I recently spent several days at the Living Games conference in Austin, Texas. In getting oriented to Austin, I discovered that one of its slogans was “Keep Austin Weird.” And I found that to be a little bit of a relief, as it completely explained why my 3.5 hour presentation on personality disorders began at 10:00 PM. This made it the first time I have ever taught a group of people until 1:30 in the morning, but it didn’t seem to bother anyone.
For recent alumni that are reading this, I took “Elliot” out on the road for the first time and it was a success. For those who haven’t had class with me, particularly Psychopathology, “Elliot” is the identity I began to use about 10 years ago (pre-MSP) to teach students to recognize some of the overt signs of the personality disorders. This usually takes a full class session, and is one of the experiences students remember throughout the year.
The idea behind Elliot is that he is a client who has the same general demographics and reason for his referral to therapy (“problems at work”), but then I layer the personality disorder on top of these so that students are working from an established baseline.
This session ended up being with people that were not psychology majors, but each had an interest in the subject matter as they often host games open to the public, and at times have experienced difficult people. That was one of the best aspects about the session, in that we focused on harnessing compassion and gaining more of an understanding of how people come to be so dysfunctional, and how a person with no training can be most effective with them.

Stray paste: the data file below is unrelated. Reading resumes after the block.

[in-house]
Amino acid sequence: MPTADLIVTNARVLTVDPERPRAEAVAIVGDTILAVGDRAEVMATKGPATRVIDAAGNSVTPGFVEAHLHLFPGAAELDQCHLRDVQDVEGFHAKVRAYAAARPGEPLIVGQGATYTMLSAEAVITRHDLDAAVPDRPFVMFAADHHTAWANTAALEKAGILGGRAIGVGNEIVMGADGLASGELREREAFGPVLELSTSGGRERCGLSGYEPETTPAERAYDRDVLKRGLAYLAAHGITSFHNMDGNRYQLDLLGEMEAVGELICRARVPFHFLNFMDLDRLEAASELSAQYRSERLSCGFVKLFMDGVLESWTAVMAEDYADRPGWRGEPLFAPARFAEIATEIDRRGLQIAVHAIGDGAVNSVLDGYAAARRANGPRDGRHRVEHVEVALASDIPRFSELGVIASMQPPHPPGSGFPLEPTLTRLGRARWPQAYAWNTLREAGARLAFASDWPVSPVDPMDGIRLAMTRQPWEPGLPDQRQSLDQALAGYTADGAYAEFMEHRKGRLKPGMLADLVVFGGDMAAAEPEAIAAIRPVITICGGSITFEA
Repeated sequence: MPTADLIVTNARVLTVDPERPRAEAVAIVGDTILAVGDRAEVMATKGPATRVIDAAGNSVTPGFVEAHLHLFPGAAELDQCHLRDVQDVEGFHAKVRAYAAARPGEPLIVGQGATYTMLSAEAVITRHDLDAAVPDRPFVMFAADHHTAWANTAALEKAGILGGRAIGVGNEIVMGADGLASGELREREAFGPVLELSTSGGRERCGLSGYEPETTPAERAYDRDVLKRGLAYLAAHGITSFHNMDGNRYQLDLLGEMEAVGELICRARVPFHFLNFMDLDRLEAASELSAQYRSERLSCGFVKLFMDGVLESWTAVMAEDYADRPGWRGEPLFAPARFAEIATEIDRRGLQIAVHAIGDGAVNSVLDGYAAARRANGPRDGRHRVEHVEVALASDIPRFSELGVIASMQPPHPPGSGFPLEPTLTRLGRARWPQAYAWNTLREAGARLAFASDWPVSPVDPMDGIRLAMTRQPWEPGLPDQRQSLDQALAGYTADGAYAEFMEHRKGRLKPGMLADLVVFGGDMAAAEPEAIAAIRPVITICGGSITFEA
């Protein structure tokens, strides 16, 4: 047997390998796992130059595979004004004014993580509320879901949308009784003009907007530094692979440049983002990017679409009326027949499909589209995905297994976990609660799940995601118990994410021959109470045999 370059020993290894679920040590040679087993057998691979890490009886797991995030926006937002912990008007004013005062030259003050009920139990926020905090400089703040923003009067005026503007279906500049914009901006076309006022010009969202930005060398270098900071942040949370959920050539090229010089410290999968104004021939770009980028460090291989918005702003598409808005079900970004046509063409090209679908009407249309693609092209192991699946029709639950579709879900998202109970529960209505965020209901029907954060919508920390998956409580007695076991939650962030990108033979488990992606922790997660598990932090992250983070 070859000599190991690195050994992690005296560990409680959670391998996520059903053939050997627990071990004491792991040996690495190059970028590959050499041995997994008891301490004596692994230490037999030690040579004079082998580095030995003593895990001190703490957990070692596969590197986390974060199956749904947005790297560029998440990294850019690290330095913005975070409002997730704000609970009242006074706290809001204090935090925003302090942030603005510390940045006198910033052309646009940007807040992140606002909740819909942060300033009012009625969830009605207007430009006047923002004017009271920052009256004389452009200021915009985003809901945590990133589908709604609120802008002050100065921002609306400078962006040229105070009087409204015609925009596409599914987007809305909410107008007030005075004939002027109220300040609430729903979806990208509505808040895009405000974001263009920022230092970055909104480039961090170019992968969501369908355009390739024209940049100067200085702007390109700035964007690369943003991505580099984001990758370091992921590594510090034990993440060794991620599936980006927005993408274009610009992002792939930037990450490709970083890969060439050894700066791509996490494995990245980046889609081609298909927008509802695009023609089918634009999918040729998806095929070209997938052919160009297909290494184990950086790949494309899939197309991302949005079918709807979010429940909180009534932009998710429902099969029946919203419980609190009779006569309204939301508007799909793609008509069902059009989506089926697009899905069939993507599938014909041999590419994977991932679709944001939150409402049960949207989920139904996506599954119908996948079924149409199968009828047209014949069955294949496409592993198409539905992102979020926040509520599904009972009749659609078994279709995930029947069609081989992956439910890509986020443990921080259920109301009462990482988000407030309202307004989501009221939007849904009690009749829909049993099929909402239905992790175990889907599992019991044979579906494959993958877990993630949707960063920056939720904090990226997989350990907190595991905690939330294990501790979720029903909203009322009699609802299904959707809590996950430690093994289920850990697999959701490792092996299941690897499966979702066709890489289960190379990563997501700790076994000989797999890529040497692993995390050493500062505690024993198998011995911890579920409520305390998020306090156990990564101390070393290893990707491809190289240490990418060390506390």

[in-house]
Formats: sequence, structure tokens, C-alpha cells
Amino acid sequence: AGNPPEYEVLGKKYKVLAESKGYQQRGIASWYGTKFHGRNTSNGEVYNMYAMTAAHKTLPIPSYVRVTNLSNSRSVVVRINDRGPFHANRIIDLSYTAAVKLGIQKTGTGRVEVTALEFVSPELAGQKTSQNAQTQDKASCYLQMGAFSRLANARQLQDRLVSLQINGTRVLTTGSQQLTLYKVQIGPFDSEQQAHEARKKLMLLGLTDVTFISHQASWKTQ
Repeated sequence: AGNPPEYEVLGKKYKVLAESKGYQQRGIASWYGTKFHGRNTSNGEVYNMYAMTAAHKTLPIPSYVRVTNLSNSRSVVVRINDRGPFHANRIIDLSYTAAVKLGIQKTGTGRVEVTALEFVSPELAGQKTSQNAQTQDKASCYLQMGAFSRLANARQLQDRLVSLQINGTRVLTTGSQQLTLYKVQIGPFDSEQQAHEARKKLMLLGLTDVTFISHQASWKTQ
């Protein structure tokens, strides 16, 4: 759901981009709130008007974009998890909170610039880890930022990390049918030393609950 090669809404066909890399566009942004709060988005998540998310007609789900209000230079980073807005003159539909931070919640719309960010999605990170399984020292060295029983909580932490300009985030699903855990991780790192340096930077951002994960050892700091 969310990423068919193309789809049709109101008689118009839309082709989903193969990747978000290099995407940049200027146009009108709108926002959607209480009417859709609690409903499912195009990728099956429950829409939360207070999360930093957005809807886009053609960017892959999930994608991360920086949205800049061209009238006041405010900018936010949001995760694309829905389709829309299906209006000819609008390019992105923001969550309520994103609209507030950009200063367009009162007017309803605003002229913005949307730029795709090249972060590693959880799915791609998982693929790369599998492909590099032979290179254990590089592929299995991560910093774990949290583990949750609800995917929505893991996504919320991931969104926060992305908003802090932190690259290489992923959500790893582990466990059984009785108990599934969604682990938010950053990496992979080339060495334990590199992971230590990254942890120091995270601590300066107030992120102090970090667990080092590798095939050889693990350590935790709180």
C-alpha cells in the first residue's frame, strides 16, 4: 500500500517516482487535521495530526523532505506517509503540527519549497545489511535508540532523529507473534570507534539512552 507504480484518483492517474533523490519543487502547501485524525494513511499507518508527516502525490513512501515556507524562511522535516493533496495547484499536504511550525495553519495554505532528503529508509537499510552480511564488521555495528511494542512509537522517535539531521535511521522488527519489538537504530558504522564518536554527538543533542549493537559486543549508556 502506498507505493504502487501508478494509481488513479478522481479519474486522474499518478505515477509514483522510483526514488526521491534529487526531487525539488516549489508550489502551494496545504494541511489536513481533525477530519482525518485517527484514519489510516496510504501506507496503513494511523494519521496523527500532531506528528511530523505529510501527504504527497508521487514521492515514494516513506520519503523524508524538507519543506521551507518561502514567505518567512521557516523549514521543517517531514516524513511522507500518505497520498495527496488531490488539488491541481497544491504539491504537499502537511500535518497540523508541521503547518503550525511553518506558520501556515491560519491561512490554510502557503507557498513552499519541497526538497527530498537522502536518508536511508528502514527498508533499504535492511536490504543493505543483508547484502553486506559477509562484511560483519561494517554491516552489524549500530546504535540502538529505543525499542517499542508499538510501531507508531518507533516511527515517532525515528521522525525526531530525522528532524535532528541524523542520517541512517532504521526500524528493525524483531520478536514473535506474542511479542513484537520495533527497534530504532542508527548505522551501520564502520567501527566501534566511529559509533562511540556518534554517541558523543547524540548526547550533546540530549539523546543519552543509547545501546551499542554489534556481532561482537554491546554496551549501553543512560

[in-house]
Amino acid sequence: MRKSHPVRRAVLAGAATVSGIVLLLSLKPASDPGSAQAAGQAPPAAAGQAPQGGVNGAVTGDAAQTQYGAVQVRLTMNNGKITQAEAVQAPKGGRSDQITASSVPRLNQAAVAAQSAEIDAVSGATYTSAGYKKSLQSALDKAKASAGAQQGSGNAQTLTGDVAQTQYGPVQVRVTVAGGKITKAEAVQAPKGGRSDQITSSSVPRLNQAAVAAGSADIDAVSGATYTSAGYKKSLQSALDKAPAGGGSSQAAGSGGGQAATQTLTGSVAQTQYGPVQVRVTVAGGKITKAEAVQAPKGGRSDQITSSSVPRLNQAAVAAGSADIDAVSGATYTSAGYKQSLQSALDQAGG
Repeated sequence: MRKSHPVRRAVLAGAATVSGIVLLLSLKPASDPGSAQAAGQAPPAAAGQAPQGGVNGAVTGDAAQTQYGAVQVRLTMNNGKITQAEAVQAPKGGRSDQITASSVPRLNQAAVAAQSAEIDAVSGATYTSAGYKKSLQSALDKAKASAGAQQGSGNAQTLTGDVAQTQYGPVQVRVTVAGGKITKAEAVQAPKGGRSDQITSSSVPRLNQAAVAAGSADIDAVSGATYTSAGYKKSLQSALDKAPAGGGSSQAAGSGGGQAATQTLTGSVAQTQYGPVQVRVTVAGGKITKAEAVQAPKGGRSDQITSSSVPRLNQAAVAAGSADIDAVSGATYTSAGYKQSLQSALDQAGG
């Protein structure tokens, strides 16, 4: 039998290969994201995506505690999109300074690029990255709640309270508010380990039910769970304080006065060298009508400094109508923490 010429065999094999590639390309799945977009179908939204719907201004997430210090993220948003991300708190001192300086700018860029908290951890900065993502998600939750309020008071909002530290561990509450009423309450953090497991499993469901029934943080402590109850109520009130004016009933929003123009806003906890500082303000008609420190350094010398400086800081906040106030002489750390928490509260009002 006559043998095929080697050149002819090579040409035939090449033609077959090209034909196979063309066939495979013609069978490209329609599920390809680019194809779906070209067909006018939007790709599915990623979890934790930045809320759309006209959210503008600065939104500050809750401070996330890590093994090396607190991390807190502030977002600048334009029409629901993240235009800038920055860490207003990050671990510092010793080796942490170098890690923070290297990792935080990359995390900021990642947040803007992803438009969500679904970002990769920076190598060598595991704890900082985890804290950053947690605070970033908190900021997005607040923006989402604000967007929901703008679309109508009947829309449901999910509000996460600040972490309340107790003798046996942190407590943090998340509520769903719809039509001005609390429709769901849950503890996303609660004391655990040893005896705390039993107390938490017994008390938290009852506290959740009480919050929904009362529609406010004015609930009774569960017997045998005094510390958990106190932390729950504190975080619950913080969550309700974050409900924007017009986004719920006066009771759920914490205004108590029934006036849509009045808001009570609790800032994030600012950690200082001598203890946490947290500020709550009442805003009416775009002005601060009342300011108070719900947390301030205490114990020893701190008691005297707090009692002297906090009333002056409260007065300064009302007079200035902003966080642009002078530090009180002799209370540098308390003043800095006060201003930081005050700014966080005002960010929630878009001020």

I also presented a summary of my dissertation Persona Ex Machina on a panel with other scholars. My panel had individuals from Colorado, Massachusetts, and Finland, all who have studied role-playing in some capacity across different disciplines. To my surprise, the panelists as well as some of the attendees had read Heidegger and Husserl in terms of phenomenology. A large part of my presentation was introducing Clark Moustakas’ Transcendental Phenomenological model to the masses and applying it to Live Action Role-Playing. This was one of the best parts, representing the school and my time and education with Clark himself, and bringing his work further into the public light, and seeing people hungry to read more of his work.
In terms of the Living Games conference, I will admit I had a brief moment of spontaneous role-play. One of the conference presenters was on a stage with a large wig and striped scarf on a stage lip syncing to Whitesnake’s “Crying In The Rain” and they beckoned me up on stage, so I grabbed one of the inflatable “air” guitars and embraced my inner 80’s guitar hero. Unfortunately, there were no paparazzi to capture that on film, so just like in role-playing, you will have to use your imagination.
Ryan Blackstock, PsyD is Core Faculty in the MA program at MSP.